A second Spanish priest working in Sierra Leone was diagnosed with Ebola and was flown back to Madrid for treatment.
Brother Manuel García Viejo, a medical director of the San Juan de Dios Hospital in the city of Lunsar in Sierra Leone, is apparently in “serious condition” in a Madrid hospital after being flown from African in a medically equipped military plane shortly after 3 a.m. Monday. He was transferred to the Carlos III hospital.
García Viejo, 69, is the medical director of the San Juan De Dios Hospital in the city of Lunsar, Sierra Leone. He worked at the same hospital as Miguel Pajares, 75, the Spanish priest who contracted the virus at the beginning of August and died weeks later.
We have an overflow of bodies which we still need to bury but this has been an everyday occurrence since the Ebola outbreak ... Now we have about 150 new cases.
- Steven Gaojia, head of Sierra Leone's emergency operation center
Doctors treating García Viejo say there were no samples of experimental drug ZMapp available in the world right now, and they were considering alternative treatments.
García Viejo is suffering from dehydration, with kidney and liver complications, said Javier Rodríguez, chief health officer for the Madrid region.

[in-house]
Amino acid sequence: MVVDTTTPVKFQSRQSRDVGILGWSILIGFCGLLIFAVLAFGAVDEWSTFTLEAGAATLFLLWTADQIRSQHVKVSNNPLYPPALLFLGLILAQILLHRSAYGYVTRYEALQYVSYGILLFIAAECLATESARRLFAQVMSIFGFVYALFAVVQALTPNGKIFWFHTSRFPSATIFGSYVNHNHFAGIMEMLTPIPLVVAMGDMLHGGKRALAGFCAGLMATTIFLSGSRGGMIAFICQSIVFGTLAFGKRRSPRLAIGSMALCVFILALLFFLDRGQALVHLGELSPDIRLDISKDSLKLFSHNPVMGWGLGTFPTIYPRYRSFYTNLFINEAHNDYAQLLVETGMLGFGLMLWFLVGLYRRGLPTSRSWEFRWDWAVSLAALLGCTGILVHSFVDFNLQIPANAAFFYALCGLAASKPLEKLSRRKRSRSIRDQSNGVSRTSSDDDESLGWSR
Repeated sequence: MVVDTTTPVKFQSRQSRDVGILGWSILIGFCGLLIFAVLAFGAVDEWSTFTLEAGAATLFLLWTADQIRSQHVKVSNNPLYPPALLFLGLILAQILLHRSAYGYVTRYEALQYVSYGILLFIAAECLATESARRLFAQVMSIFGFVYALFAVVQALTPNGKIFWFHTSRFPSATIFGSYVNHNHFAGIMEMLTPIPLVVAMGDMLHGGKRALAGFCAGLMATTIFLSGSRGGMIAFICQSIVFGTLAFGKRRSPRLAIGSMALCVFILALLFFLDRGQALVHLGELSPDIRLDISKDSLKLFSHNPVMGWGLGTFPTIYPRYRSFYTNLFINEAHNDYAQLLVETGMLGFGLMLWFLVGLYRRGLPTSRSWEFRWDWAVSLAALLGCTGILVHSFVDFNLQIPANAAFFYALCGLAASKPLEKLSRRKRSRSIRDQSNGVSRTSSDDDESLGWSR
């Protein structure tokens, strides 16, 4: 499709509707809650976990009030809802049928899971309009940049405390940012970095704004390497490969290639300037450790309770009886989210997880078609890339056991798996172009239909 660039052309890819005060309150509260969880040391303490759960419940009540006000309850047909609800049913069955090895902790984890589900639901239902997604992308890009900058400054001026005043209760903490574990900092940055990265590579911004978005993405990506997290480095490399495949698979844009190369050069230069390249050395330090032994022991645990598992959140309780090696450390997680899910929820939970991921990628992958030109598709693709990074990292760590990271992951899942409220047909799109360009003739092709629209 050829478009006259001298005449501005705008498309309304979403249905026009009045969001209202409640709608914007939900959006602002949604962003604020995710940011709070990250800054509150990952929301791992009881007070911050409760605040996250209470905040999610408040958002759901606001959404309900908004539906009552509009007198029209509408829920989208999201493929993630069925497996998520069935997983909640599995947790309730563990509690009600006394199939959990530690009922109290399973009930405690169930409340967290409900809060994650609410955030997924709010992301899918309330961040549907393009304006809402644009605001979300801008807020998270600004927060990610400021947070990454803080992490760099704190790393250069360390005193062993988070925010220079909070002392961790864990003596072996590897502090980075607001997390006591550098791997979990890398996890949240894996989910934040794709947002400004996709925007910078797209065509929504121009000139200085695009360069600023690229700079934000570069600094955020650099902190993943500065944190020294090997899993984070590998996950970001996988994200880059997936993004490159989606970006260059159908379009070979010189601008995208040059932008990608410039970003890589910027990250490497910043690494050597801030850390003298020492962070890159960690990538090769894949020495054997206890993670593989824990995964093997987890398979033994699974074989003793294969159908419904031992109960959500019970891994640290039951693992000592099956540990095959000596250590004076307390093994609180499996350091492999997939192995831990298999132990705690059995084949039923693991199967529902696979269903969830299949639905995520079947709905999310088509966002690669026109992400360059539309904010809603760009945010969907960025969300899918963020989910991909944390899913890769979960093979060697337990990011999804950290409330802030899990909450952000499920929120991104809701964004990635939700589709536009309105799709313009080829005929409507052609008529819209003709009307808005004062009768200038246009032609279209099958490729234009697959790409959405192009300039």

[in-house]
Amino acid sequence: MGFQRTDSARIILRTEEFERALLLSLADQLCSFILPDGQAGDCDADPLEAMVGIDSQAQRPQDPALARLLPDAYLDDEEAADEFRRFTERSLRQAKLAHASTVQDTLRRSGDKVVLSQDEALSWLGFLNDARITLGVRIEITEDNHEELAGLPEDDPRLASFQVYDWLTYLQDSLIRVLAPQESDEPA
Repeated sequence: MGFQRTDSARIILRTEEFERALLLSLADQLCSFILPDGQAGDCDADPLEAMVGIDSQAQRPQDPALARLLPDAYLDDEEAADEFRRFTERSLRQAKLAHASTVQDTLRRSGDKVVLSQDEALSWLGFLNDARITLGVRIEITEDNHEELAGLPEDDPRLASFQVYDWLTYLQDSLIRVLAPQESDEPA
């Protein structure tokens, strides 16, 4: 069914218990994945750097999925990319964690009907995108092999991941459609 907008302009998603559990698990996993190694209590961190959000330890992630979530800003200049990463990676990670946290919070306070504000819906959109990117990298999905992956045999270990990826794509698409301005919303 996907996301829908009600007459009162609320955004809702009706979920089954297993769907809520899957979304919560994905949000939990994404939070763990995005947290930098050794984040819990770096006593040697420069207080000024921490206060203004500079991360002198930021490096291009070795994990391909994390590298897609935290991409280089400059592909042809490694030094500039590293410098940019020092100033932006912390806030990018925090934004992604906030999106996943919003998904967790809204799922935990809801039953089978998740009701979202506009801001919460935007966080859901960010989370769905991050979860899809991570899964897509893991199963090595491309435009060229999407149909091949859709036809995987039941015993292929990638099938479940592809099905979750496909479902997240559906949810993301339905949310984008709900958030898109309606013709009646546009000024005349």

Mapp Biopharmaceutical, the company that makes ZMapp, says the drug's supplies are exhausted and that it takes months to make even a small batch.
García Viejo has worked in Africa for 30 years and has been the medical director of the hospital in Lunsar for the past 12 years.
Ebola is blamed for the deaths of more than 2,600 people in West Africa. And everyday, more and more keep getting sick.
"We have an overflow of bodies which we still need to bury but this has been an everyday occurrence since the Ebola outbreak ... Now we have about 150 new cases," Steven Gaojia, head of Sierra Leone's emergency operation center, said late Sunday, according to the Telegraph in London.
The Health Ministry said García Viejo asked to be transferred back to Spain after testing positive for the deadly virus.
Based on reporting by The Associated Press.